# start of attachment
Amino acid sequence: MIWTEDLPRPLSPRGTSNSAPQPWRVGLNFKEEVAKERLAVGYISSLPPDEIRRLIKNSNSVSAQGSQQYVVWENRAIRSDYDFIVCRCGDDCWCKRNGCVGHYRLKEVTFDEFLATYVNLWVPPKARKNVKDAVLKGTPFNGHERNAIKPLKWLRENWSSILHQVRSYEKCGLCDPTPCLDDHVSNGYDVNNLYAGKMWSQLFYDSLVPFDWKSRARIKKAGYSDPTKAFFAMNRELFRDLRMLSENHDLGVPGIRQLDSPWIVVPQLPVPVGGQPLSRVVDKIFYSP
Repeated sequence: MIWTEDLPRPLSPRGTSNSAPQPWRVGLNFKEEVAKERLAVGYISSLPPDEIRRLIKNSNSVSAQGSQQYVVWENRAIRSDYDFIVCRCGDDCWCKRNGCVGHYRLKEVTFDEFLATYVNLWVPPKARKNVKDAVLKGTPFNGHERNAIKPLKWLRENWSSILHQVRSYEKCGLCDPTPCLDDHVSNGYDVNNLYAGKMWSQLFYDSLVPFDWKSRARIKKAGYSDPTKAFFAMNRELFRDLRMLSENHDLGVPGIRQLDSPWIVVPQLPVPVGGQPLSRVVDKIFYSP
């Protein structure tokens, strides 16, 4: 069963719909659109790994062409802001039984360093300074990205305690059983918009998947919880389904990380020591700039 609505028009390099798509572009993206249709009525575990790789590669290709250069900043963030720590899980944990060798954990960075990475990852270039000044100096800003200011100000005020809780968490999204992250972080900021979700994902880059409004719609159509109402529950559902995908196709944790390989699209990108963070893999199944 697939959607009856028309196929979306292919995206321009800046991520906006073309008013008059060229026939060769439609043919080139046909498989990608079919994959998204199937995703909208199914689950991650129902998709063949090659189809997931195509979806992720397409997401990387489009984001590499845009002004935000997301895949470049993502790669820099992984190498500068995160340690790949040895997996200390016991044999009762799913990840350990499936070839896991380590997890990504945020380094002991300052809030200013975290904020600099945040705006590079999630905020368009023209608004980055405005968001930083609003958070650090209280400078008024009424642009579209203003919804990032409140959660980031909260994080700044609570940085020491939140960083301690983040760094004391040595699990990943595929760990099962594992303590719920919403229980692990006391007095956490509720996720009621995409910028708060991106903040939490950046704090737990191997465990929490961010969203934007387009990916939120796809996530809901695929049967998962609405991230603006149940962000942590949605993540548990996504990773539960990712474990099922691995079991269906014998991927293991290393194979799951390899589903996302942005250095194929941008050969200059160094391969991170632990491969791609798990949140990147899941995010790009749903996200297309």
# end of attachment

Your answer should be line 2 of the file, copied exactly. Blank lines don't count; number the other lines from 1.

Repeated sequence: MIWTEDLPRPLSPRGTSNSAPQPWRVGLNFKEEVAKERLAVGYISSLPPDEIRRLIKNSNSVSAQGSQQYVVWENRAIRSDYDFIVCRCGDDCWCKRNGCVGHYRLKEVTFDEFLATYVNLWVPPKARKNVKDAVLKGTPFNGHERNAIKPLKWLRENWSSILHQVRSYEKCGLCDPTPCLDDHVSNGYDVNNLYAGKMWSQLFYDSLVPFDWKSRARIKKAGYSDPTKAFFAMNRELFRDLRMLSENHDLGVPGIRQLDSPWIVVPQLPVPVGGQPLSRVVDKIFYSP